Work with other team leaders to agree short, useful mini-projects that require your teams to collaborate. One tool I recommend is touchpoint mapping. Get teams to work together to review their interactions, and look for any improvements. They’ll understand why George in Finance isn’t “just being difficult”, gain another perspective on their team, and build relationships that they can rely on in the future.
It’s also possible to have projects across the academic-professional divide: in a recent SDF learning events we heard about a highly effective group coaching collaboration between academics and OD colleagues on a career development programme.
4. Enable communication with ease
How do you communicate with other teams? Many organisations have generic LearningAndDevelopment@xxx emails addresses so people know who to reach out to, and can do this from wherever they are. Others use the intranet to post videos or explainers about exactly what teams do, how best to work with them, and how they help achieve the organisational goals.
5. Show the big picture
People work better together when they know what the organisation and department is trying to achieve, what their role is, and ultimately how they help, and are helped by, other teams to achieve goals. This is especially important as universities become ever-more complex market-driven organisations.
The big picture is usually stressed during induction, but all too often it is neglected afterwards, allowing barriers to form between teams.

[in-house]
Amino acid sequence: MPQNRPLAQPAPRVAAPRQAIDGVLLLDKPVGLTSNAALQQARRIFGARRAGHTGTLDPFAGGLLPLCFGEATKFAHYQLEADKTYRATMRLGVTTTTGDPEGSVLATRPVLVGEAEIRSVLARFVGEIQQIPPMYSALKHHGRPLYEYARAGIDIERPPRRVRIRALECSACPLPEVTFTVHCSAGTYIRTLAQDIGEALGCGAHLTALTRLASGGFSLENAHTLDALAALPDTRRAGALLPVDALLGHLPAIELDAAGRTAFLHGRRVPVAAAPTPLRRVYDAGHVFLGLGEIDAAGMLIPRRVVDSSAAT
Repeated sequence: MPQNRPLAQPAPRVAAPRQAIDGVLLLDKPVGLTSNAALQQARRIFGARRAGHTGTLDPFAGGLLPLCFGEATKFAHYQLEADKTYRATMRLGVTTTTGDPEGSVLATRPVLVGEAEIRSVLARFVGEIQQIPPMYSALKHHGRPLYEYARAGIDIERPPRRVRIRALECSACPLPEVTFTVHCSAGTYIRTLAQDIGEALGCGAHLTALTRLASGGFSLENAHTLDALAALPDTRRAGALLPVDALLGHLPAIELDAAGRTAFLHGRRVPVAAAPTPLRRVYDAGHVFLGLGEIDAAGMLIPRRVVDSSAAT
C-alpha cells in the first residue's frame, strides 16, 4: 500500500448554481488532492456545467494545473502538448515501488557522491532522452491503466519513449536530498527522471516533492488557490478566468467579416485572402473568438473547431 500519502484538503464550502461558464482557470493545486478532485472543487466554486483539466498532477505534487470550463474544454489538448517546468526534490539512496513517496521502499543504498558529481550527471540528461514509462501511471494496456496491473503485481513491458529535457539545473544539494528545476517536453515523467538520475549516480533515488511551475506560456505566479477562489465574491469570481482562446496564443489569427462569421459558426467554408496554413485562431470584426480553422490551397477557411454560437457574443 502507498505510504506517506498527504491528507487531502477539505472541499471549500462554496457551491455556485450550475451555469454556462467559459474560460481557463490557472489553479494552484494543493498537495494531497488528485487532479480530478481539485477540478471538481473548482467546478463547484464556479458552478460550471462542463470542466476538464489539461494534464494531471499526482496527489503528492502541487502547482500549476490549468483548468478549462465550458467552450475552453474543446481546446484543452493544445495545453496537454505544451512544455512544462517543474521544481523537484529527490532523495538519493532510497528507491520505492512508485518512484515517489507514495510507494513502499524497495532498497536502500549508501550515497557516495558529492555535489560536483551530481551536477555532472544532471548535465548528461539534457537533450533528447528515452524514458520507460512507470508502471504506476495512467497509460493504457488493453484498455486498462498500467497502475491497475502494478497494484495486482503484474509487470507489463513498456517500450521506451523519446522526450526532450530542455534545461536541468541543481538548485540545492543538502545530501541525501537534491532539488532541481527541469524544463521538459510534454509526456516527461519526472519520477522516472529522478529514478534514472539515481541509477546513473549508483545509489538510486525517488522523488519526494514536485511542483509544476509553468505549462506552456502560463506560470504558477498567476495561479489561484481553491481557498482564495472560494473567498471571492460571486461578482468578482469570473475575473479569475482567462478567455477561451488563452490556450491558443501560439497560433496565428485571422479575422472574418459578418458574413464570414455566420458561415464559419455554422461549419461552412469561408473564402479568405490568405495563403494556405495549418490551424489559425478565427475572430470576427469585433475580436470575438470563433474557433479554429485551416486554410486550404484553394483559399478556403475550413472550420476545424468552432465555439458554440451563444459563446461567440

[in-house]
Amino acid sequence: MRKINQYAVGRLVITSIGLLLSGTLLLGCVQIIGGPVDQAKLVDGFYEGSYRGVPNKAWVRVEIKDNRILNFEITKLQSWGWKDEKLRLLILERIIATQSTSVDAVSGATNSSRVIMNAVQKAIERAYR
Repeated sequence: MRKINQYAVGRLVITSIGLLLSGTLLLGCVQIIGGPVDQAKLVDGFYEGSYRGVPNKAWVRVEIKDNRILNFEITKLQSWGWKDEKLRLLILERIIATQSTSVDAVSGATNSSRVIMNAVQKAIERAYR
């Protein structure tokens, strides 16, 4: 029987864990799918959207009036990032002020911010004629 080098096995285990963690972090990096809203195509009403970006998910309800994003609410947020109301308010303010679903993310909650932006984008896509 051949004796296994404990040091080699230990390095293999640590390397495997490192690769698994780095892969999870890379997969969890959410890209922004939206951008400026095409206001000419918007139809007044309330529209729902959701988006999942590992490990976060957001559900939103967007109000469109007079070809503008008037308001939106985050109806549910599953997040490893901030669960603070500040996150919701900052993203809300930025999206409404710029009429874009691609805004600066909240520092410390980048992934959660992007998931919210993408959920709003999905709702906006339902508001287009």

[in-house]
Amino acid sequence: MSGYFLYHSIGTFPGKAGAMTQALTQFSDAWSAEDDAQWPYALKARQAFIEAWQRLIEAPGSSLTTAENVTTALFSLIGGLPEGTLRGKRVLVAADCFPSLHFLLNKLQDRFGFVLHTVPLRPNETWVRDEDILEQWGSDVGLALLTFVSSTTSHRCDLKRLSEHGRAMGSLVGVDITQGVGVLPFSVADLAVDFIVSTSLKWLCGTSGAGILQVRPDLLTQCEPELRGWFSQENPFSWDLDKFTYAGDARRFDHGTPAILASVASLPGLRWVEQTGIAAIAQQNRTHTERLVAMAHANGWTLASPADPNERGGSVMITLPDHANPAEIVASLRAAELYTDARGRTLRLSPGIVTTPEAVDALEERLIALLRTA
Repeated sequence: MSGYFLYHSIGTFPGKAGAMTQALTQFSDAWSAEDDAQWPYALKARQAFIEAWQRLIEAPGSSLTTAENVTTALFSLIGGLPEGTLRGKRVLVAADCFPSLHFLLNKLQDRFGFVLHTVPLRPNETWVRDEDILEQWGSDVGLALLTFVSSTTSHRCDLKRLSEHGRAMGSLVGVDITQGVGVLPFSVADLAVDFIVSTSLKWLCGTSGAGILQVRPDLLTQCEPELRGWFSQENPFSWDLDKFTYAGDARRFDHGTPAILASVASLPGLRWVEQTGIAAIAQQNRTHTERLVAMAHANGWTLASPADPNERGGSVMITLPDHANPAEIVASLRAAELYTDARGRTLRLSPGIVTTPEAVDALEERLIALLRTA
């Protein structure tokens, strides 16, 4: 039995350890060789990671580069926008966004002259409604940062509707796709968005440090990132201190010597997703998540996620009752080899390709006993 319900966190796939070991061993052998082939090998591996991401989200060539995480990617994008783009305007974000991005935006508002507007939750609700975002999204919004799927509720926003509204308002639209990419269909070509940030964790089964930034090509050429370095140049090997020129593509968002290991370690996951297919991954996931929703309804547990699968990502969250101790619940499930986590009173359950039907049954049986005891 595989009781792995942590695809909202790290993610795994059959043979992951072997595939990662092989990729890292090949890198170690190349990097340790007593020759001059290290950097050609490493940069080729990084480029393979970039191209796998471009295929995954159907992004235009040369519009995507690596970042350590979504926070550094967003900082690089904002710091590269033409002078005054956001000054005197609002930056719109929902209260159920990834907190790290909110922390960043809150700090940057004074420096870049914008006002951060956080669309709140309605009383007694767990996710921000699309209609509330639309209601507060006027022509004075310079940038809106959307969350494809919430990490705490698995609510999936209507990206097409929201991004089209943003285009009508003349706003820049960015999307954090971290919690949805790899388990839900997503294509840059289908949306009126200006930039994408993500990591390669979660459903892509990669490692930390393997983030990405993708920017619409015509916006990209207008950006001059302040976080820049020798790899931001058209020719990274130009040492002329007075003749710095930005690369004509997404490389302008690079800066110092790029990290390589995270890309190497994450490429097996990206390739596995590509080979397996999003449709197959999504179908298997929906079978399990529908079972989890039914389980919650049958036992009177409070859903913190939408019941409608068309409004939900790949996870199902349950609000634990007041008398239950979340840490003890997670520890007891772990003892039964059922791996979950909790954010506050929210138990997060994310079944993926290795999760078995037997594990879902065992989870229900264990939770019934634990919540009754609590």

So agree with your fellow managers to use a team meeting to explore the big picture and the interconnections between teams.
Maybe there are other options for team members to shadow other teams or undertake (virtual) site visits? Managers can explore the big picture and individual purpose in one-to-ones, which is great for exploring individual motivations and future development.
6. Find non-work opportunities to connect
I remember when it was the smokers who were always the most well-connected people, but there are other healthier ways of bringing people together. I’ve worked in several places where staff social committees, charity events and sports teams united people from across the organisation – building the links and understanding that helps to overcome the barrier of silo working.
Traditionally, universities have had a strong track record in this field – so the message is more one of mindset. Recognise the essential business function that these non-work societies have, and support your team members to participate.
Deliberate small-scale action can have big impacts.
These may sound like minor actions in the face of a major challenge, but the reality is that barriers are less likely to be smashed than they are to be eroded by many different small acts, continued over time.
So the crucial message to all leaders is to be strategic in your thinking, to involve others and to plan out how your team can play a part in breaking down silos and building an integrated organisation.
About the author: Eszter Molnar Mills is Director, management and organisational development specialist at Formium Development. Eszter helps leaders and managers thrive through coaching, facilitation, training and organisational development activities. As an external consultant, she has worked with a wide range of universities in the UK and further afield. Her personal focus is on using strengths and positive approaches to get the best out of people, and helping managers adapt to the unique challenges of hybrid working.